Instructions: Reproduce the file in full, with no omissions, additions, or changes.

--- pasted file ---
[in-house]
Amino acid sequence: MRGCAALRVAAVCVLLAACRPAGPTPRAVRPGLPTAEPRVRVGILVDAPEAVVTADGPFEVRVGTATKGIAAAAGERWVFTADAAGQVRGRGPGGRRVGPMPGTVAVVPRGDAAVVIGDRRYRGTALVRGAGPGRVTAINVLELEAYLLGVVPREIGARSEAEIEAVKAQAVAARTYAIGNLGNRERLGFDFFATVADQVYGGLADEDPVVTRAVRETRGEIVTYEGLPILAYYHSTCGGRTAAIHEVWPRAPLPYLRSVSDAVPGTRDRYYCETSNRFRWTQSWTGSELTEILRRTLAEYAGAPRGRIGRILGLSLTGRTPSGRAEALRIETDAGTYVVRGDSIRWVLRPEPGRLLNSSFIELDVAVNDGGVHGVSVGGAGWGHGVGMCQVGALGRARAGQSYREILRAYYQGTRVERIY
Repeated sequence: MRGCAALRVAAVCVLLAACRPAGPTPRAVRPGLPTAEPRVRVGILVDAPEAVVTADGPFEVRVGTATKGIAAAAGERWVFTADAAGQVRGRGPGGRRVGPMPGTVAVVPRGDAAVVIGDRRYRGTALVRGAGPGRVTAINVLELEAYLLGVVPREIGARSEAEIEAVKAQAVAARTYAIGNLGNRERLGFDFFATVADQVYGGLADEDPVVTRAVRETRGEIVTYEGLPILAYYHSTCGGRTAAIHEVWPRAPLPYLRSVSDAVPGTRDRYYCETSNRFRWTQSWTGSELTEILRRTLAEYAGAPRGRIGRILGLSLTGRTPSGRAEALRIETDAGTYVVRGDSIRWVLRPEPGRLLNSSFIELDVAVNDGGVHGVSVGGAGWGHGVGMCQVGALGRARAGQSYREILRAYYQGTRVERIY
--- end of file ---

[in-house]
Amino acid sequence: MRGCAALRVAAVCVLLAACRPAGPTPRAVRPGLPTAEPRVRVGILVDAPEAVVTADGPFEVRVGTATKGIAAAAGERWVFTADAAGQVRGRGPGGRRVGPMPGTVAVVPRGDAAVVIGDRRYRGTALVRGAGPGRVTAINVLELEAYLLGVVPREIGARSEAEIEAVKAQAVAARTYAIGNLGNRERLGFDFFATVADQVYGGLADEDPVVTRAVRETRGEIVTYEGLPILAYYHSTCGGRTAAIHEVWPRAPLPYLRSVSDAVPGTRDRYYCETSNRFRWTQSWTGSELTEILRRTLAEYAGAPRGRIGRILGLSLTGRTPSGRAEALRIETDAGTYVVRGDSIRWVLRPEPGRLLNSSFIELDVAVNDGGVHGVSVGGAGWGHGVGMCQVGALGRARAGQSYREILRAYYQGTRVERIY
Repeated sequence: MRGCAALRVAAVCVLLAACRPAGPTPRAVRPGLPTAEPRVRVGILVDAPEAVVTADGPFEVRVGTATKGIAAAAGERWVFTADAAGQVRGRGPGGRRVGPMPGTVAVVPRGDAAVVIGDRRYRGTALVRGAGPGRVTAINVLELEAYLLGVVPREIGARSEAEIEAVKAQAVAARTYAIGNLGNRERLGFDFFATVADQVYGGLADEDPVVTRAVRETRGEIVTYEGLPILAYYHSTCGGRTAAIHEVWPRAPLPYLRSVSDAVPGTRDRYYCETSNRFRWTQSWTGSELTEILRRTLAEYAGAPRGRIGRILGLSLTGRTPSGRAEALRIETDAGTYVVRGDSIRWVLRPEPGRLLNSSFIELDVAVNDGGVHGVSVGGAGWGHGVGMCQVGALGRARAGQSYREILRAYYQGTRVERIY